The 16,000 fresh troops of the Reserve commanded by Eugene Frederick Henry, Duke of Württemberg had remained at Halle since the 13th. On 17 October, the 20,600 men of Marshal Bernadotte's I Corps mauled Württemberg's force in the Battle of Halle. The Reserve retreated to Magdeburg where it joined Hohenlohe on 20 October. Marshal Soult with the IV Corps and Murat reached the outskirts of the city that day and demanded Hohenlohe's surrender, which he refused. On the 22nd, Soult and Marshal Michel Ney's VI Corps invested the fortress on the west bank of the Elbe. After leaving 9,000 additional troops to man the fortress, Hohenlohe marched to the northeast via Burg bei Magdeburg. He was soon joined by Kalckreuth who crossed the Elbe to the north at Tangermünde.
Blücher moved northeast from Nordhausen, through the Harz Mountains, past Braunschweig, and boated across the Elbe at Sandau on 24 October. Saxe-Weimar marched from Bad Langensalza to Mühlhausen, and on to Osterode. After feinting at Magdeburg to trick Soult, he successfully reached the Elbe at Sandau. Oberst Ludwig Yorck von Wartenburg conducted a skillful action at Altenzaun on the afternoon and evening of the 26th. The Prussian rear guard held off Soult's advance guard until Saxe-Weimar's troops safely reached the east bank, then Yorck also slipped away. At this time, Winning took over command of the column from Saxe-Weimar.
Hohenlohe reached Neustadt an der Dosse on the evening of 24 October. After he crossed the Elbe, Blücher accepted command of Hohenlohe's rear guard. There was a network of canals, along with the Havel River, that ran east and west roughly between the Elbe and Oder. Hohenlohe's planned to send General-Major Christian Ludwig Schimmelpfennig von der Oye with a flying column to protect his right flank by destroying all the bridges along this stretch of water.
By nightfall on 25 October, Hohenlohe's main body was between Neuruppin and Lindow, a little farther east. General-Major von Schwerin's cavalry and Oberst von Hagen's infantry brigade marched toward Wittstock. General-Major Rudolf Ernst Christoph von Bila reached Kyritz, north of Neustadt, with a cavalry-infantry brigade. Blücher's rear guard was near Neustadt after a clash with Bernadotte's leading troops. In an ominous development, French cavalry seized Oranienburg before Schimmelpfennig arrived there.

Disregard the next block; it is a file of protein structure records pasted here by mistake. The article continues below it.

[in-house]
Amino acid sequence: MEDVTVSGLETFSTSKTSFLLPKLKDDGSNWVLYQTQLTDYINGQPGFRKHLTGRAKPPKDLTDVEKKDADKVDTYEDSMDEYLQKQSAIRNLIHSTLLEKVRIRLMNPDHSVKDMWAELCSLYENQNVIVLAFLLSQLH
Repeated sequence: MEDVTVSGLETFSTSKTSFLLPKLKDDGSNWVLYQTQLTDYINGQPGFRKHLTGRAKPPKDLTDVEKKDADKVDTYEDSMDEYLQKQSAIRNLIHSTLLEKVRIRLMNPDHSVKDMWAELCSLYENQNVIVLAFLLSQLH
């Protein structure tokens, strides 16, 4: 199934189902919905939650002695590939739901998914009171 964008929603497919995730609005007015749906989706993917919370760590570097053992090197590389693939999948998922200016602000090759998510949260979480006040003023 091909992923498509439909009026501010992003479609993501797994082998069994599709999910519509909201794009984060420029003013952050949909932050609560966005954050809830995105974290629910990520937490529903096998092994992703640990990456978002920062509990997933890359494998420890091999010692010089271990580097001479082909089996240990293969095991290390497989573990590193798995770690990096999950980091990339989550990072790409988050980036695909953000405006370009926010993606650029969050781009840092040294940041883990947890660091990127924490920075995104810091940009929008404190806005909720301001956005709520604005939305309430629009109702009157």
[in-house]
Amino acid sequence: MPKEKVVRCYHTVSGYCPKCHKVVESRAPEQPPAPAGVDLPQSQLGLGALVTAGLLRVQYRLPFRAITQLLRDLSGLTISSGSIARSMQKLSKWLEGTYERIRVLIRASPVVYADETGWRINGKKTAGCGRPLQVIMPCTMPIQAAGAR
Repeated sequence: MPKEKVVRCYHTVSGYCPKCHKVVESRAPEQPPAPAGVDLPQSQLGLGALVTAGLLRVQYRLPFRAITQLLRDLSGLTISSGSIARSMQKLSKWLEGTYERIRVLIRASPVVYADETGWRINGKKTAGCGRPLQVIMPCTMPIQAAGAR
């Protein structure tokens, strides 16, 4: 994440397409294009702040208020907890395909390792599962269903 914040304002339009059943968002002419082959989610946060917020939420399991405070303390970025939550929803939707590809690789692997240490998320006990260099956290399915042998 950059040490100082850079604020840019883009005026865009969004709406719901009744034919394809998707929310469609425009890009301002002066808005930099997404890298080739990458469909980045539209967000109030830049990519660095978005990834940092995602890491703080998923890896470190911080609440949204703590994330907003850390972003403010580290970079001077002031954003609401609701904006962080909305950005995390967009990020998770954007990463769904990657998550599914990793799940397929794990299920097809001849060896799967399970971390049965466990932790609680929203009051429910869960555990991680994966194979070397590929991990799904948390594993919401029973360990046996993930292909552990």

On 26 October, Murat routed Schimmelpfennig's column at Zehdenick, sending the Prussians fleeing to Stettin after losing more than 250 cavalry from their 1,300-man force. The next day, in confused fighting at Boitzenburg, Hohenlohe overcame a French road block and pressed on to the east after losing a cavalry regiment. On 28 October, Murat attacked the Prussians in the Battle of Prenzlau. One of General of Division Emmanuel Grouchy's dragoon brigades hewed a path through Hohenlohe's column. General of Division Marc Antoine de Beaumont and his 3rd Dragoon Division pounced on the now-isolated rear guard under Oberst Prince Augustus of Prussia and forced it to surrender. Murat then succeeded in bluffing Hohenlohe into capitulating, even though the Prussian was neither surrounded nor outnumbered. Not including 2,000 previous losses, about 10,000 soldiers, 64 guns, and 1,800 cavalry horses fell into the hands of the French.
Prenzlau to LübeckEdit